Roly-poly, potato bug, chuggy pig, Granddad, butchy boy, pill bug – for such an unremarkable looking insect, this little guy has managed to rack up quite the number of nicknames all around the world. Except, for starters, he’s not an insect at all. Meet the woodlouse – a diverse group or animals that can be found all throughout British Columbia, from our forest floors to the little nooks and crannies of our garages. Woodlice are crustaceans, which means that they’re closely related to animals like shrimp and lobster.
For this week’s lab, we were taking a look at where woodlice choose to live. Specifically we were asking the question: what kind of moisture, temperatures and light levels do woodlice like the most? So on the first drizzle of the new term, the brave students of BIOL 326 ventured off to Pacific Spirit Regional Park to flip over some logs and count critters.
Kneeling down in the mud, picking up and counting squirming little woodlice may not be my most glamorous UBC academic experience, but it provided us with our first observation of the lab. There were way more woodlice on the bottom of logs then on the top. Clearly something was attracting the little guys to this one position on the log, and we had a guess as to why. So with Ziploc baggies full of captive woodlice, we headed back inside to the lab to run some experiments.
We suspected that there was some aspect about the under-log that was causing woodlice to live there – chiefly that it was dark, moist and cool. Were any of these three factors attractive to woodlice? Were all three? The only way to know for sure was to conduct a choice experiment. One-by-one, woodlice were placed in a container split right down the middle. Moist and dry, hot and cold, light and dark, the container had two halves that represented two choices in habitat. Wherever the woodlouse was standing at the end of two minutes would be considered its “choice”.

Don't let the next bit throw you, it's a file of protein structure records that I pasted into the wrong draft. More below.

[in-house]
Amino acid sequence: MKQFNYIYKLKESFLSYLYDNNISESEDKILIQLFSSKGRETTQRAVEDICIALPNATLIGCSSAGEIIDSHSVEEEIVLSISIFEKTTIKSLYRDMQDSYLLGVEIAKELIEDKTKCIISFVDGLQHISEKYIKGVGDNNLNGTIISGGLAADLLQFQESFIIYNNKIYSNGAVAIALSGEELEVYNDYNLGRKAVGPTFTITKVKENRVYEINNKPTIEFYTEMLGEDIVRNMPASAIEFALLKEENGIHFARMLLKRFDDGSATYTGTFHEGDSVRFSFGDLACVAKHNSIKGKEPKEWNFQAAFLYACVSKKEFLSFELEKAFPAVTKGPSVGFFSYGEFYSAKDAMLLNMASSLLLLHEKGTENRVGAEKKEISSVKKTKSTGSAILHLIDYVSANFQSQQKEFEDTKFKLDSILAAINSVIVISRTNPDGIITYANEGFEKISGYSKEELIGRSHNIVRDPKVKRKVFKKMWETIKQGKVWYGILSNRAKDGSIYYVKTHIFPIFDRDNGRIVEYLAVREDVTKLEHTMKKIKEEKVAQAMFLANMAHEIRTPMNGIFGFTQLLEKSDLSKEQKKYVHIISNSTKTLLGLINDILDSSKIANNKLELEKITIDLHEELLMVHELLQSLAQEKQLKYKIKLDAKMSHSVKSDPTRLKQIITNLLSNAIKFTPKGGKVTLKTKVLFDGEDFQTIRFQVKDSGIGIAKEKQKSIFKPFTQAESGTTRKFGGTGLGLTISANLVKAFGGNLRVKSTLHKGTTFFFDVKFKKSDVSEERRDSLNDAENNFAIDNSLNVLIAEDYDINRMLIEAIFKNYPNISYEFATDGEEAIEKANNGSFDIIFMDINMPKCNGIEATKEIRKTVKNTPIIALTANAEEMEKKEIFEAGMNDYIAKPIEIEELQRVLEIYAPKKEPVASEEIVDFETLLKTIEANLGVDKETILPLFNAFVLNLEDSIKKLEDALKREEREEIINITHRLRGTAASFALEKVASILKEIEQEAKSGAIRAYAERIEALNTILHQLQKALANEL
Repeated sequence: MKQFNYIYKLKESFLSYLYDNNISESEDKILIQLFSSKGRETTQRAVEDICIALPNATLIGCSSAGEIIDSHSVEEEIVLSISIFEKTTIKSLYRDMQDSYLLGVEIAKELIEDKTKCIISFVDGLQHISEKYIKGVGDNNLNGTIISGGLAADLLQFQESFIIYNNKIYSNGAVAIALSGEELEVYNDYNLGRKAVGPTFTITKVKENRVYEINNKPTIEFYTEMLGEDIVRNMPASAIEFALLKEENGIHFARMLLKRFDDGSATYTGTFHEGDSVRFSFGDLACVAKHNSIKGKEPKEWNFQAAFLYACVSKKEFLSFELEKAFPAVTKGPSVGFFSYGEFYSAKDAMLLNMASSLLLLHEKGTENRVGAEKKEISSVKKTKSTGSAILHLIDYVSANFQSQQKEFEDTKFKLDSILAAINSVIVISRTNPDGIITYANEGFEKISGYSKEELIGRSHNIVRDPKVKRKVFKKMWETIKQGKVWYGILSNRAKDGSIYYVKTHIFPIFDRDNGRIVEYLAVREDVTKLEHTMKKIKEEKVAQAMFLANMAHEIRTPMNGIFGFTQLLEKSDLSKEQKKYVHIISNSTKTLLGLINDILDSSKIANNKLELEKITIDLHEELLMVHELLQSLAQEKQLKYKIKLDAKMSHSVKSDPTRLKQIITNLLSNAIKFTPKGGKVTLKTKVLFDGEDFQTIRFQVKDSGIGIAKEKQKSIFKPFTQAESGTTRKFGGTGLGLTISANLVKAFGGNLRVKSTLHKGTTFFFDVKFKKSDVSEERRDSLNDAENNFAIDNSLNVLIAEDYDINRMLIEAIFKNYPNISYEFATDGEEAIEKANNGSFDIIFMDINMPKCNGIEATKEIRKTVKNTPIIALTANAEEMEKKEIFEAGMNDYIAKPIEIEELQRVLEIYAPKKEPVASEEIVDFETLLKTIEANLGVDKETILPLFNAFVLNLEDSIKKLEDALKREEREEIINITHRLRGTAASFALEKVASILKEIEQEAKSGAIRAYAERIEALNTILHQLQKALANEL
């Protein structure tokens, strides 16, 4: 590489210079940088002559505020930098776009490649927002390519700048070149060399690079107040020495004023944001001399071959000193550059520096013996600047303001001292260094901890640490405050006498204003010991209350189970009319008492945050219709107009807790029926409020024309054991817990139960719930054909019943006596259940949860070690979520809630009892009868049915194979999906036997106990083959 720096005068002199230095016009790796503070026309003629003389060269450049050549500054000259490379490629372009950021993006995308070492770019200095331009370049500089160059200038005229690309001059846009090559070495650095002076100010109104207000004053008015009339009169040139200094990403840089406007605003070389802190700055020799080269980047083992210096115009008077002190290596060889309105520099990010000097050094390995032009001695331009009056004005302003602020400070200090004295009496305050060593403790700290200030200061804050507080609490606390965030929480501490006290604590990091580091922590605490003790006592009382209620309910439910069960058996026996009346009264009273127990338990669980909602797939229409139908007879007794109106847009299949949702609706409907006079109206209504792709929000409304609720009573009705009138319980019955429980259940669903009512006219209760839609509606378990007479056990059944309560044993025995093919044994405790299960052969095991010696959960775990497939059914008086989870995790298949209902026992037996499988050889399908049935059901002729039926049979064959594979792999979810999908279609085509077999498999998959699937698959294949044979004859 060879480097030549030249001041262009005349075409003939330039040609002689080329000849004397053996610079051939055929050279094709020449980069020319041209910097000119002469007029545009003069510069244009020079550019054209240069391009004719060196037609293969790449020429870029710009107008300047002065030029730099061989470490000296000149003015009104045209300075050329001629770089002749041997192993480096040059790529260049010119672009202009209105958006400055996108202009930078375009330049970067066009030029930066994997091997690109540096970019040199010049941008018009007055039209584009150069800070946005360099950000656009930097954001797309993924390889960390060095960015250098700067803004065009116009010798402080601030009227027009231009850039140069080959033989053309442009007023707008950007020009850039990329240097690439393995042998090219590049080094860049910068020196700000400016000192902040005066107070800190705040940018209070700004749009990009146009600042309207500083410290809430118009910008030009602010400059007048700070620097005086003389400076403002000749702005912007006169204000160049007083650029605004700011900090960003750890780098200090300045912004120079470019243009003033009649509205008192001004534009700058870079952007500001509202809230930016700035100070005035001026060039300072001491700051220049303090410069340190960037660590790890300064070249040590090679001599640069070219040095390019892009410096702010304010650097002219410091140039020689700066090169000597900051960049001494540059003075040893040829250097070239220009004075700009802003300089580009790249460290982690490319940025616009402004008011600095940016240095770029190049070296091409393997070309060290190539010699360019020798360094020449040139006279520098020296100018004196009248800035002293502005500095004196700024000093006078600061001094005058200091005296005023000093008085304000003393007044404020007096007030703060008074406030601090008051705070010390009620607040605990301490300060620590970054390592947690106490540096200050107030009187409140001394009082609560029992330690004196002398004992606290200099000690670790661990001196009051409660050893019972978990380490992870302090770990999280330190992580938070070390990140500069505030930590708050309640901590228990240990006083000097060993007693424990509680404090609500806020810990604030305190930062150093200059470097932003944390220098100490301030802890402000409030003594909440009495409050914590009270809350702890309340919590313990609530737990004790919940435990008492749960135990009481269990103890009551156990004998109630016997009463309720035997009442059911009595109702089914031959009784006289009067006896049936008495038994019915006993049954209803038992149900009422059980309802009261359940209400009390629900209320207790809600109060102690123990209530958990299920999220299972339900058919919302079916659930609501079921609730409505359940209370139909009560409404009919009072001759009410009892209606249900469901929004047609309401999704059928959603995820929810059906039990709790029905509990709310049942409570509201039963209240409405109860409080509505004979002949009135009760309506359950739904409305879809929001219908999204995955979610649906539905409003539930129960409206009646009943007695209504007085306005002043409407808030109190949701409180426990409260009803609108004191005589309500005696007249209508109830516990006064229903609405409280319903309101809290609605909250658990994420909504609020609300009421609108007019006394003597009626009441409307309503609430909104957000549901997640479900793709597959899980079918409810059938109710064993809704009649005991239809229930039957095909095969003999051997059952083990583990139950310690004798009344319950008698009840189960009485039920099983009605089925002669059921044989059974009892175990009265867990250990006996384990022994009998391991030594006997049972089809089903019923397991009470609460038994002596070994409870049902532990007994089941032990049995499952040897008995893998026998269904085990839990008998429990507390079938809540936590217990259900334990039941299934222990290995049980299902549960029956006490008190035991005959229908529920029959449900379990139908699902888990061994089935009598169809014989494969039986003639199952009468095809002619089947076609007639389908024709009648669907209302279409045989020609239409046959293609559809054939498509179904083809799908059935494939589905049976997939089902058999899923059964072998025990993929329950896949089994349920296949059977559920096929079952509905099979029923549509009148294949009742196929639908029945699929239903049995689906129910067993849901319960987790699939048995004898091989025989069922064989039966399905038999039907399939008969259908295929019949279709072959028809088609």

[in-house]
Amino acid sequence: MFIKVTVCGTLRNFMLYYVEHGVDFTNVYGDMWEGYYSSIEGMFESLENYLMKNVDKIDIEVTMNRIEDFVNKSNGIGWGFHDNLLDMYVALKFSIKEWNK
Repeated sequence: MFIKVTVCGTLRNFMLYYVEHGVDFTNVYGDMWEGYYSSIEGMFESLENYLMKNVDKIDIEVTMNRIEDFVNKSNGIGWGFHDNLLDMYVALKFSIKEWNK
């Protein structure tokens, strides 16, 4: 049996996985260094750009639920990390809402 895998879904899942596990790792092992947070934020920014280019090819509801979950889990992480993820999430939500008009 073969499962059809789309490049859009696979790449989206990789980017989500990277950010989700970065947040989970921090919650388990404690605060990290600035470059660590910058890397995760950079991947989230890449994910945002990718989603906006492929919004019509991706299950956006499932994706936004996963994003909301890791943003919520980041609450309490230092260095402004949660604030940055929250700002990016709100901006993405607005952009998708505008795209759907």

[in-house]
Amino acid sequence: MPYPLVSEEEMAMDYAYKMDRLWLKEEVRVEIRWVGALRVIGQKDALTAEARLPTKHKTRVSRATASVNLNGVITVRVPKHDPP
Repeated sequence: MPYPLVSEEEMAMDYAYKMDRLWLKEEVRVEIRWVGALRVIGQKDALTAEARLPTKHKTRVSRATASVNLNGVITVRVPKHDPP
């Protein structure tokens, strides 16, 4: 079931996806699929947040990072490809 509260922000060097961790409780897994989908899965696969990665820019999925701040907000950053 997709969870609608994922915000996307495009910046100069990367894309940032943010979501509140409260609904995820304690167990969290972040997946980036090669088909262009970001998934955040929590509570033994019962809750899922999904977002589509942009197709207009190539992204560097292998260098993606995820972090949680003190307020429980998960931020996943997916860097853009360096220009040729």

We put 24 different woodlice through each of the three choice experiments. What was the verdict? It turns out that woodlice really like cool and moist environments. Darkness? Not so much. 21 woodlice chose moist, and 20 chose cold – pretty strong evidence that they are attracted to that habitat type. In contrast, exactly 12 woodlice each chose the light and the dark sides of the container, hinting that the light level had no effect at all on which side they decided to choose. Just from that data, we can infer that woodlice like to live under logs because they are cold and damp.
I know this is far from a Nobel prize-winning revelation, but it was good practice to get a feel for how real science works. We observed something in nature, and we did an experiment to try and explain why that thing happened to be like that. We didn’t just look up an answer; we created one.
Want to see what a similar crustacean choice experiment looks like in an actual scientific journal? Check this out: